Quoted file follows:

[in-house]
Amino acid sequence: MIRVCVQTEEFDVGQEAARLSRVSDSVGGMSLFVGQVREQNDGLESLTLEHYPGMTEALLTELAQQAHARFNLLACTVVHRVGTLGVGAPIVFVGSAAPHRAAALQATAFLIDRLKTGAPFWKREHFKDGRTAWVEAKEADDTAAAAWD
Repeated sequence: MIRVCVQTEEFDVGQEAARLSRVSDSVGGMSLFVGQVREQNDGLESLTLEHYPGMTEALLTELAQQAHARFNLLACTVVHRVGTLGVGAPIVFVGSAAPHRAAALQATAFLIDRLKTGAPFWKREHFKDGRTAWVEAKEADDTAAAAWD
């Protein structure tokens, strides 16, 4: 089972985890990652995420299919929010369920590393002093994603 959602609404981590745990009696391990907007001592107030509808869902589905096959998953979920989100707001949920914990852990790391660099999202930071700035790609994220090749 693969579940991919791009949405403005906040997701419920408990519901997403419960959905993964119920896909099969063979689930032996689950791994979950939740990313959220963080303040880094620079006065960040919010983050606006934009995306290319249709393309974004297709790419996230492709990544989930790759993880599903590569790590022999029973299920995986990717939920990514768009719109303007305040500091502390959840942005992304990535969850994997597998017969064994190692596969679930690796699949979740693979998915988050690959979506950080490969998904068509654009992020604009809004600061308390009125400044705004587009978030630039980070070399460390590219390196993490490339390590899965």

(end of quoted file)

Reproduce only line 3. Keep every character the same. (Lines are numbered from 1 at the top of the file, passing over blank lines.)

Repeated sequence: MIRVCVQTEEFDVGQEAARLSRVSDSVGGMSLFVGQVREQNDGLESLTLEHYPGMTEALLTELAQQAHARFNLLACTVVHRVGTLGVGAPIVFVGSAAPHRAAALQATAFLIDRLKTGAPFWKREHFKDGRTAWVEAKEADDTAAAAWD